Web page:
The country’s health system is not equipped to handle the added strain of a global pandemic. With half of the country’s hospitals and health clinics damaged or destroyed by war, many requiring urgent medical attention will be unable to access it.
Relief International is working nonstop to prevent the spread of the novel coronavirus by providing essential protective gear, emergency healthcare services, and accurate information about symptoms and prevention measures to fight the spread of COVID-19.
Here are five things you need to know about the COVID-19 outbreak unfolding inside Yemen:
COVID-19 has taken hold in Yemen
The first case of COVID-19 was confirmed in Yemen on April 10. Since then, cases have surged across the country against the backdrop of a worsening conflict, water and food shortages, and a subsequent cholera outbreak.
“The country’s already broken health system is the biggest challenge we face in stopping the spread of COVID-19,” shares Relief International’s Health and Nutrition Technical Advisor Sari Elhaj.
With more than 3.5 million people displaced from their homes, the virus is spreading rapidly throughout overcrowded informal settlements. Many families do not have access to safe and clean water to drink or bathe — let alone wash their hands multiple times a day – making it extremely difficult for them to protect themselves against COVID-19.
There is almost no testing in Yemen
As of July 31, there are only 1,726 confirmed cases of COVID-19 in Yemen. However, the true toll of the pandemic is likely far greater. Given the extremely limited healthcare services available in Yemen, experts have warned that the outbreak of COVID-19 in Yemen would be a worst-case scenario.
“There is a shortage of tests available in Yemen, and that coupled with the country’s broken healthcare system, makes the virus untraceable. It is spreading rapidly across the country at a far greater rate than the official count suggests,” shares Sari.
Most patients who are being tested are already showing severe symptoms. They are in need of advanced medical care and most require immediate support to breathe. This reality has resulted in a death rate that is significantly higher than the global average, and it is impossible to know the true toll of the pandemic at this stage.
© RI/ Mohammed Al-Mkhlafi
Misinformation about COVID-19 is spreading as quickly as the virus
As COVID-19 spreads rapidly across Yemen, widespread fears of the coronavirus are preventing people from seeking medical care.
According to our staff, many people regard hospitals and health facilities as unsafe and as a potential source of infection. Recent reports have noted that the infection rate among health workers has significantly increased.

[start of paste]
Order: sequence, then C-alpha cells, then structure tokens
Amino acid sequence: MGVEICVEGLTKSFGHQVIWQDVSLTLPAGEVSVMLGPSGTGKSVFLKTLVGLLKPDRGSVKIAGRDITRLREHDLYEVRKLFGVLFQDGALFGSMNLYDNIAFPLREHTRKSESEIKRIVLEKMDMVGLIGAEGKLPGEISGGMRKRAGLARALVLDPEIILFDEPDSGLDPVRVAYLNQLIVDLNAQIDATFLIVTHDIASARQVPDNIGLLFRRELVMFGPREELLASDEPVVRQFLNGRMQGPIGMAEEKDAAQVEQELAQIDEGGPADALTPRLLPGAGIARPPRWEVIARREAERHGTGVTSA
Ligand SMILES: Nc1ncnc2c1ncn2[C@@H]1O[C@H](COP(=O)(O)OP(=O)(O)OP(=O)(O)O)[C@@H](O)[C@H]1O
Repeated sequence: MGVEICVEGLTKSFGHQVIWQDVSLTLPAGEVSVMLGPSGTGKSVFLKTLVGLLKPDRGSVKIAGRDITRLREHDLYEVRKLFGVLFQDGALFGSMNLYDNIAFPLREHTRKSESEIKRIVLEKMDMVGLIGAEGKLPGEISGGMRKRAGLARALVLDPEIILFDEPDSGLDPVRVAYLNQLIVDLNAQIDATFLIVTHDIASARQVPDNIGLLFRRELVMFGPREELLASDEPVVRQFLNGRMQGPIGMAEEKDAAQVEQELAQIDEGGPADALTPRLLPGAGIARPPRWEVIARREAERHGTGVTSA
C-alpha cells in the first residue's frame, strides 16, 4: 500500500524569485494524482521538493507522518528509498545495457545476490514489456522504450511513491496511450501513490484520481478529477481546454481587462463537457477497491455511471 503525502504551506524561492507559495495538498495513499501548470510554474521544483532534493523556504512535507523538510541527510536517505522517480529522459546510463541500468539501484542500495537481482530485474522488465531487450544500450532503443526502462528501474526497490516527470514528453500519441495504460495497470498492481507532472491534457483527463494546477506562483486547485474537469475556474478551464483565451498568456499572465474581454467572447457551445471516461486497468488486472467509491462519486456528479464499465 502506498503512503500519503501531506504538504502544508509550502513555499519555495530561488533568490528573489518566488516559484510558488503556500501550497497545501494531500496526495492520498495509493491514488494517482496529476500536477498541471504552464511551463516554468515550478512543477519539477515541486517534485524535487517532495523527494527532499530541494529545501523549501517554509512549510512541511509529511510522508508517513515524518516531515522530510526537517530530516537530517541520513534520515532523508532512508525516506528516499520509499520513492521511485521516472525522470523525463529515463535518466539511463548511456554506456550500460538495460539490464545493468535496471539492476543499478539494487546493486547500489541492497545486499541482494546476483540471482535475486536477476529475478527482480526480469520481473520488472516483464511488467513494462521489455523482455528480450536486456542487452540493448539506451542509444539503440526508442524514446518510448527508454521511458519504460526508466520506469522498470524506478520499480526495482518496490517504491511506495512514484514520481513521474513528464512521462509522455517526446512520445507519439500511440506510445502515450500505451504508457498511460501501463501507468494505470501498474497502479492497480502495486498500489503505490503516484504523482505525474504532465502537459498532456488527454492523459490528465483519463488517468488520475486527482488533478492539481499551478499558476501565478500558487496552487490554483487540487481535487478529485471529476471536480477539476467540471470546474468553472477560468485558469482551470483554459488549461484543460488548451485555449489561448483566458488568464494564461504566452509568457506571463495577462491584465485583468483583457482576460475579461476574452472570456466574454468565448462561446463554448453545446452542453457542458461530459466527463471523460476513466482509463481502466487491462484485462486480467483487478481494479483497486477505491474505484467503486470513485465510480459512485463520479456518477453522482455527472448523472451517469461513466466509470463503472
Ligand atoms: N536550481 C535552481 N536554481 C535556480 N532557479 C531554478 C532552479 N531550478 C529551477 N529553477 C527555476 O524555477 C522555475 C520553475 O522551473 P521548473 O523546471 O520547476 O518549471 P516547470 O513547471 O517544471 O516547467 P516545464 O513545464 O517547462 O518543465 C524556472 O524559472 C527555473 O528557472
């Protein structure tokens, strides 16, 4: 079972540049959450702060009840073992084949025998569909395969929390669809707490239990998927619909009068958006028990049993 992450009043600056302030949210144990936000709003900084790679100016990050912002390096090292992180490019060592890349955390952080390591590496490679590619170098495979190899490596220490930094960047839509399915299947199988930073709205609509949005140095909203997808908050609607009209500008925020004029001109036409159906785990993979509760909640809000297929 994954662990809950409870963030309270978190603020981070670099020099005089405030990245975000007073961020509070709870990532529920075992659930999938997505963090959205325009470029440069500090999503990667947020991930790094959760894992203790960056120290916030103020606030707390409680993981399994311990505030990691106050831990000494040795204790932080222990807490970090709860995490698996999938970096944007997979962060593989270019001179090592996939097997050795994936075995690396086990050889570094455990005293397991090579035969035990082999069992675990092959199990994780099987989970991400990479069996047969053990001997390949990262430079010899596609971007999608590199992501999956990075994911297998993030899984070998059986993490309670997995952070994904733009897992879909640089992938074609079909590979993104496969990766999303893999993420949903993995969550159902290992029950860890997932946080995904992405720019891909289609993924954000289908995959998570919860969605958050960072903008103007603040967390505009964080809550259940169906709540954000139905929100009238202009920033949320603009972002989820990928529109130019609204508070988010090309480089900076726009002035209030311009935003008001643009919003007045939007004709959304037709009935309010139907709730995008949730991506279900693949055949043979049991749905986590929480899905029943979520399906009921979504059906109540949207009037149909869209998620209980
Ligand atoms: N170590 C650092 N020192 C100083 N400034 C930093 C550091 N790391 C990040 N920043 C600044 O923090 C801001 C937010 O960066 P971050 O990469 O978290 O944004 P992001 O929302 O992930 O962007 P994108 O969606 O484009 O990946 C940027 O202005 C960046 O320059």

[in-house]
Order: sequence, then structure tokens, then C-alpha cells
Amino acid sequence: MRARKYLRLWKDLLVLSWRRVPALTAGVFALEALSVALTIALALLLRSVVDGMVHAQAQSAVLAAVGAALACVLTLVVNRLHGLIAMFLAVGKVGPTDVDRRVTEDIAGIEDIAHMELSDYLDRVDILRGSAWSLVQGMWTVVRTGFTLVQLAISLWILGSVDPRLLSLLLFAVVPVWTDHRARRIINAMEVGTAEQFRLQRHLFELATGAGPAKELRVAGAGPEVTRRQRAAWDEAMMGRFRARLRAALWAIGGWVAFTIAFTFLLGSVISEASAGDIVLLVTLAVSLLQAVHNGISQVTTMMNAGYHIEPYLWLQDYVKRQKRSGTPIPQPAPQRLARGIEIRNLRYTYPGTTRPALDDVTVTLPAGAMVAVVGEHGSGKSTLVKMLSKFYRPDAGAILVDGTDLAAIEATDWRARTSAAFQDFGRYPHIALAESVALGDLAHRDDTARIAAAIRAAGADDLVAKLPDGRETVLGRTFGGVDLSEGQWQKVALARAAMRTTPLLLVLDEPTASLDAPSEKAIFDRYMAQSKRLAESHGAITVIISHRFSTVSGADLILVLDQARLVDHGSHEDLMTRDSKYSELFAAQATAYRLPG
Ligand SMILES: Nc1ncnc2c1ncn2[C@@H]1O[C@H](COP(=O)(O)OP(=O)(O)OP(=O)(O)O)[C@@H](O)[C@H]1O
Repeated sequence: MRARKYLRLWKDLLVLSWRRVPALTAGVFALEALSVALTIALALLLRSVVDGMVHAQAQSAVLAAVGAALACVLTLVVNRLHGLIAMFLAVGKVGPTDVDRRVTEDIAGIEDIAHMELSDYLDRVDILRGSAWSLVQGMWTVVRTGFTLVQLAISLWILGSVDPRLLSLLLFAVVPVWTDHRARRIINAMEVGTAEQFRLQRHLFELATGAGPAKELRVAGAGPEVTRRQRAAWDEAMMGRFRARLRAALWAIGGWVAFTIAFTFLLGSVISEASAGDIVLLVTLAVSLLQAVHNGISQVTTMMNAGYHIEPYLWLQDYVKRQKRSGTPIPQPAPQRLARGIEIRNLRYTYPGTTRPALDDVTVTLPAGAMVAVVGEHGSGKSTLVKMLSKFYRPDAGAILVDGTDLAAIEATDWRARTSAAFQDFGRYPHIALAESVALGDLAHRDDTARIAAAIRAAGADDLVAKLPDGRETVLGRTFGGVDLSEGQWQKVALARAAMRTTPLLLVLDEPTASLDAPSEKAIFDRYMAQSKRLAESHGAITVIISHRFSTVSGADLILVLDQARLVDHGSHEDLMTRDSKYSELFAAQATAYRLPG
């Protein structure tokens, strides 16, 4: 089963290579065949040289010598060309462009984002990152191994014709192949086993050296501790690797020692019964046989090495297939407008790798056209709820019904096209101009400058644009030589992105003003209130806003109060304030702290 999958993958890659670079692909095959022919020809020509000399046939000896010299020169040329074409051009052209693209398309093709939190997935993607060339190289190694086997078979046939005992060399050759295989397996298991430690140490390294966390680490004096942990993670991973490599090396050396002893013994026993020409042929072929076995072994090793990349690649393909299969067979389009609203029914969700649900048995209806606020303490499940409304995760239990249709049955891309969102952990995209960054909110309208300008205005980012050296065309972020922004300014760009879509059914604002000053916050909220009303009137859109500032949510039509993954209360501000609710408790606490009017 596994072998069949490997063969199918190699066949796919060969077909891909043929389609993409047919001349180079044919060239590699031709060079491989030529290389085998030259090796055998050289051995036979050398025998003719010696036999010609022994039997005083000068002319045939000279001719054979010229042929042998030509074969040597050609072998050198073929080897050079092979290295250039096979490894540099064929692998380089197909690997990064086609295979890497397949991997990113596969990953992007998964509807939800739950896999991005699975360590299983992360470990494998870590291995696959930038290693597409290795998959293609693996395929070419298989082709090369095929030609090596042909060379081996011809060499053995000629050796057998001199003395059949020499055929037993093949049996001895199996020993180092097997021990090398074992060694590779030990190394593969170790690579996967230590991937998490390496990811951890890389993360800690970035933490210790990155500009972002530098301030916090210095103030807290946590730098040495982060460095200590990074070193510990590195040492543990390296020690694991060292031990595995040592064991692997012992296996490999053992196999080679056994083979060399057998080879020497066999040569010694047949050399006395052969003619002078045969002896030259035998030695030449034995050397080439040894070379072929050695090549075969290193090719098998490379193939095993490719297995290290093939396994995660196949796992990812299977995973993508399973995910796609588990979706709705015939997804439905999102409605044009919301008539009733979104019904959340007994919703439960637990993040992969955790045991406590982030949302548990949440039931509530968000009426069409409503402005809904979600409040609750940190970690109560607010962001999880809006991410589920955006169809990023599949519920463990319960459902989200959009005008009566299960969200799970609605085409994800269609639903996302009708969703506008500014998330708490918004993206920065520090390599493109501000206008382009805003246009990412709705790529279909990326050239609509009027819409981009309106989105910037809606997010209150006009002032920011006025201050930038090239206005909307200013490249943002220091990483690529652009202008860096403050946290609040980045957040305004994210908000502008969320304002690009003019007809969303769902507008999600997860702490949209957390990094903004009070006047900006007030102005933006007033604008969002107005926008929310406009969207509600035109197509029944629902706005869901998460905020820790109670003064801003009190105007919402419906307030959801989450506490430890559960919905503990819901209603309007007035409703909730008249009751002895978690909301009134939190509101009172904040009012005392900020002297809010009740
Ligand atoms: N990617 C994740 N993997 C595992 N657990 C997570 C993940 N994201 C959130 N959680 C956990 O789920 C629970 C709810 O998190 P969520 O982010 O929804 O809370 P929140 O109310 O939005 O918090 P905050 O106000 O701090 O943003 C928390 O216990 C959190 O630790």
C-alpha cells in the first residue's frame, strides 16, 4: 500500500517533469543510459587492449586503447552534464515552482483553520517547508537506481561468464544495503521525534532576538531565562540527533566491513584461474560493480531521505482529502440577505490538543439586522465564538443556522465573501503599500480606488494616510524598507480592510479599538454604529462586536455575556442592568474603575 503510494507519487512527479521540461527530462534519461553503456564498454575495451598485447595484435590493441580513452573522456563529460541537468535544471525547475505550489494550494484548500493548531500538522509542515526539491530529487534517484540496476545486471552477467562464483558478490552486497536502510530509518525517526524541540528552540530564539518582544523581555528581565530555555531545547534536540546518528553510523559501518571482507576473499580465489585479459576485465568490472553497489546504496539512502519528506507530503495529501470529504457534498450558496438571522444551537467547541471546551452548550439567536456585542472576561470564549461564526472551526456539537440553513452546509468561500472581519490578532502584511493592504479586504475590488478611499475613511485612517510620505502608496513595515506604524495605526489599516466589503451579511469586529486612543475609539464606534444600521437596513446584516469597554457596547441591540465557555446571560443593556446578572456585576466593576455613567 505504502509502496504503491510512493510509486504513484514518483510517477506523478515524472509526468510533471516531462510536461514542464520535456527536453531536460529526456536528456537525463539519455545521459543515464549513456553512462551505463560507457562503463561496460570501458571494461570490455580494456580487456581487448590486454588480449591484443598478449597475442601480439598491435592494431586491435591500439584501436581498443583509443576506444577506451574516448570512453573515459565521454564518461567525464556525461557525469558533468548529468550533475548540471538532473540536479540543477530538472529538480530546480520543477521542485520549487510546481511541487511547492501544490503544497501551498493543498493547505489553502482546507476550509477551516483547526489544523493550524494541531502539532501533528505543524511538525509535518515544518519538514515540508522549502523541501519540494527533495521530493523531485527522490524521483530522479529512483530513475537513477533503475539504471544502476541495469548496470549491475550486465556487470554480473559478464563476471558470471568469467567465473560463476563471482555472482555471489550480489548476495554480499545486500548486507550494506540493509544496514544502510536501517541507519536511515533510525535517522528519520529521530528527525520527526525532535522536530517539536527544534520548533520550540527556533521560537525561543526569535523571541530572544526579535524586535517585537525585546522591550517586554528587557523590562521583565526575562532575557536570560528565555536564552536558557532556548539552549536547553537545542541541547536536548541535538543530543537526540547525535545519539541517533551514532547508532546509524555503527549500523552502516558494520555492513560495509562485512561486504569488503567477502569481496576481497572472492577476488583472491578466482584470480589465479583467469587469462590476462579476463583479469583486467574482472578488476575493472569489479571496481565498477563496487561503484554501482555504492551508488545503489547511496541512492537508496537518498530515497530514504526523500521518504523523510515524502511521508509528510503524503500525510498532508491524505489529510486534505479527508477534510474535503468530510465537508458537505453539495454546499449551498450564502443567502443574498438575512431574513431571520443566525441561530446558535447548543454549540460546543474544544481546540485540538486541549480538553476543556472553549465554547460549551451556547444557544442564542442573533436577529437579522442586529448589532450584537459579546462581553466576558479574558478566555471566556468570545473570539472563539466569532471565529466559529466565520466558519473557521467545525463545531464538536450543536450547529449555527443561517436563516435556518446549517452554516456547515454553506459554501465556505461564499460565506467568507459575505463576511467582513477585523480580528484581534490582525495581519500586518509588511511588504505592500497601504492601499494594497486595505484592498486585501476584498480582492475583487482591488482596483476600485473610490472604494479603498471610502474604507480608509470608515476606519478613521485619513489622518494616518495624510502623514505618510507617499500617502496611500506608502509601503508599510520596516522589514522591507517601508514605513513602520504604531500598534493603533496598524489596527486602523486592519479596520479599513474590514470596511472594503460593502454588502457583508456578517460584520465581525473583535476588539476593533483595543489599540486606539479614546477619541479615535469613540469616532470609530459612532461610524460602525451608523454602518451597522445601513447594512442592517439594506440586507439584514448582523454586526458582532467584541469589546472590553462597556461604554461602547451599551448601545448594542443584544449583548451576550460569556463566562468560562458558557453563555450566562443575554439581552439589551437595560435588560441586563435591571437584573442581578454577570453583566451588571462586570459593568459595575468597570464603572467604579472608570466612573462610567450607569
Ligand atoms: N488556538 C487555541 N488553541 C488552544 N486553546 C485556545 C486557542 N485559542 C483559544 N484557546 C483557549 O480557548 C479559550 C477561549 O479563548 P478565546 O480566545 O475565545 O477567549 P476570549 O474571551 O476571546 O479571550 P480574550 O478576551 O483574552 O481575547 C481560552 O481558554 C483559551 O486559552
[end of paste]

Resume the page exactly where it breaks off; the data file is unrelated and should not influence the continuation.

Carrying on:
Others are afraid of the stigma that comes with testing positive for the virus. These concerns have caused many Yemenis to delay seeking treatment for their symptoms until their condition becomes life-threatening.
“Five years of fighting nearly destroyed the country’s health system. Now, with the outbreak of COVID-19, the collapse is complete as many health facilities are closing their doors for fear of the virus.”
A Shortage of PPE
To make matters worse, any available healthcare services are now under threat as a shortage of protective personal gear makes it impossible for health workers to do their jobs safely.
“There is a massive need for personal protective equipment in outbreak hotspots across Yemen,” shares Sari. “There is a shortage of protective gear at all levels — but most notably, inflated prices prevent many from being able to afford these life-saving supplies. Three months ago, a pack of masks would have cost $5 – but now the price has risen sixfold.”
The lack of personal protective equipment is driving many health workers to leave the country or avoid working for fear of contracting the virus given the little available protection.
© RI/ Mohammed Al-Mkhlafi
The next few months are critical
The country’s health system was already incredibly damaged by years of war. Now, the pandemic has pushed many people to lose confidence in health facilities and health staff.
Relief International is doing all we can to keep our regular health, food security, and cash assistance programs up and running while also responding to the growing needs of the pandemic. Our priorities are to increase awareness about how to prevent the spread of the virus in at-risk communities, preparing health facilities to handle an influx of COVID-19 cases, and providing protective medical gear to frontline health workers.
These are just a few of the ways that Relief International is responding to the outbreak of COVID-19 in the world’s most fragile setting. However, we cannot do this important work alone – especially as humanitarian funding for Yemen has fallen significantly this year, covering only a fraction of the needs on the ground.